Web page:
Without any firings or repairs in the past 13 years, an ancient kiln in China's porcelain capital, Jingdezhen City in the eastern Jiangxi Province, was on the verge of collapse, forcing authorities to protect the only remaining relic of its type in the country.
The 200-square-meter kiln fired pots for the royal families during the reign of Emperor Qianlong (1711-1799) in Beijing, but now termites called it home, threatening the sturdiness of its wooden pillars, said Jiang Hua, Jingdezhen Culture Bureau director. "The erosion was due to a lack of repair."
China's pottery achieved a high level of technical competence and sophistication in the Qing Dynasty (1644-1911). More than 100 kilns in this city with a 1,700-year-old history in pottery production were firing pots, but only one remained today.
The kiln was heated by 4,000 kg of wood for each batch of pottery, usually between 20,000 to 30,000 pieces. The firing stopped in 1995. Since then, no repair work had been conducted, said Liu Junchen, deputy manager of the Ancient Kiln Porcelain Factory which runs several tourist attractions, including the last ancient kiln.
"Normally, the kiln fired pots once every week and needed repairing once every five years. As the repair work had stopped, the clay and the bricks could not be connected as closely as before," he said.
White ants were also digesting the pillars made from the most solid wood from south China that had supported the kiln for hundreds of years.
"If the damages by the white ants goes unchecked, one day, sooner or later, all the pillars will collapse," Liu told Xinhua.
"But we do not have enough funds to do the repairs. Our profits cannot meet the employees' salaries."
The kiln was significant for scientific research and tourism, added Li Jusheng, a Jingdezhen Ceramic Institute professor.
"With the last kiln, we could study how the ancient people loaded the kiln, how they controlled the temperatures and duration of the firing, how they created atmospheres within a kiln to affect the appearances of the finished wares. Some techniques were unique in the world."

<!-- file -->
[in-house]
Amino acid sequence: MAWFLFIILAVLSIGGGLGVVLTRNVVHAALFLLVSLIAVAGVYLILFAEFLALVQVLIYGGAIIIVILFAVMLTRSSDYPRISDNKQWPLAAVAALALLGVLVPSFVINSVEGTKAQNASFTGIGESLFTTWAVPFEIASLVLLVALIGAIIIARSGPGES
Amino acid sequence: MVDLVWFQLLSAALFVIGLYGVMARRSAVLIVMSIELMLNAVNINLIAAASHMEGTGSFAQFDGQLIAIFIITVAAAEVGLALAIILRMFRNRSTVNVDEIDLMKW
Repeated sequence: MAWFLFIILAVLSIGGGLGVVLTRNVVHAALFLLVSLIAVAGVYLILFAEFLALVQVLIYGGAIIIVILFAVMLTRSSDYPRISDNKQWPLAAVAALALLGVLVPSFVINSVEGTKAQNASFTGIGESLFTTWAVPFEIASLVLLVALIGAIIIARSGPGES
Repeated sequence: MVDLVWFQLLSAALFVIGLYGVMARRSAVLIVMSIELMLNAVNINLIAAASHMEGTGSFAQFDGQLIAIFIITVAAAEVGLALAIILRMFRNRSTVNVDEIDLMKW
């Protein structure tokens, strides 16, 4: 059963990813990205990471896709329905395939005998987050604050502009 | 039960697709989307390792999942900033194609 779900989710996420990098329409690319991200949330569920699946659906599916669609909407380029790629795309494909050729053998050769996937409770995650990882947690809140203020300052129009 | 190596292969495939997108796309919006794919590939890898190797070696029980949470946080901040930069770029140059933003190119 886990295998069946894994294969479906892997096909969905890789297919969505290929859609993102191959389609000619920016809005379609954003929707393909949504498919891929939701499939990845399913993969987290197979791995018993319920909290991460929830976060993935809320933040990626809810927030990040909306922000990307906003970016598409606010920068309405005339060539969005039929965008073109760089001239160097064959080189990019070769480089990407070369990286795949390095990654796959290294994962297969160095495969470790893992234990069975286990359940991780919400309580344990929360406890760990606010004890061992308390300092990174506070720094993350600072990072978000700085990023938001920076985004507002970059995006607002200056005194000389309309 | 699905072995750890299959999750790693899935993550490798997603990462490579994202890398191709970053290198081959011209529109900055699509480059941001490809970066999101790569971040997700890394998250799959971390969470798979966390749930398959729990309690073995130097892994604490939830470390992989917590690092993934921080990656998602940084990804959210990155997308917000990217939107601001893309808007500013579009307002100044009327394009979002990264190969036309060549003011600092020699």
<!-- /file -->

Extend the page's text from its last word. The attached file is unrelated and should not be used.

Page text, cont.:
Loading a kiln with wares is the most difficult part of the firing, as the placement of pieces within the kiln and the way they are placed near each other could distinctly affect the pottery's appearance. "Once the last kiln disappeared, we would lose the last opportunity to learn these techniques from our forefathers," Li said.
"The Jiangxi Provincial Culture Bureau has decided to allocate300,000 yuan (about 44,000 U.S. dollars) to remove the threat of the white ants. The repair work would start at the end of this year," Jiang said. "We are finding the same type of wood to replace the damaged pillars."
The kiln would also restart firing after the repair work was finished. We would do firing twice every year. The kiln would remain as long as it is used."
Local authorities in Jingdezhen also strived to make the hand-made techniques more available to the public so as to preserve the art of pottery.
The Ancient Kiln Porcelain Factory employed dozens of experienced potters to display the manufacturing process, including mixing the clay, shape forming, glazing and decorating. The potters used their hands and a few simple tools, including wheels, knives and writing brushes.
The handiwork was included into the first list of China's oral and intangible cultural relics.
"Hand-building was the earliest and the most individualized forming method," Liu said. "With a high control over the speed of the wheel and the size and shape of the wares, potters could use their imagination and inspiration to create one-of-a-kind works of art. "
The Jingdezhen Education Bureau had set up pottery courses in colleges and professional schools, Jiang added. "We would continue to improve the income of the old potters and encourage them to pass on their pottery techniques to more students."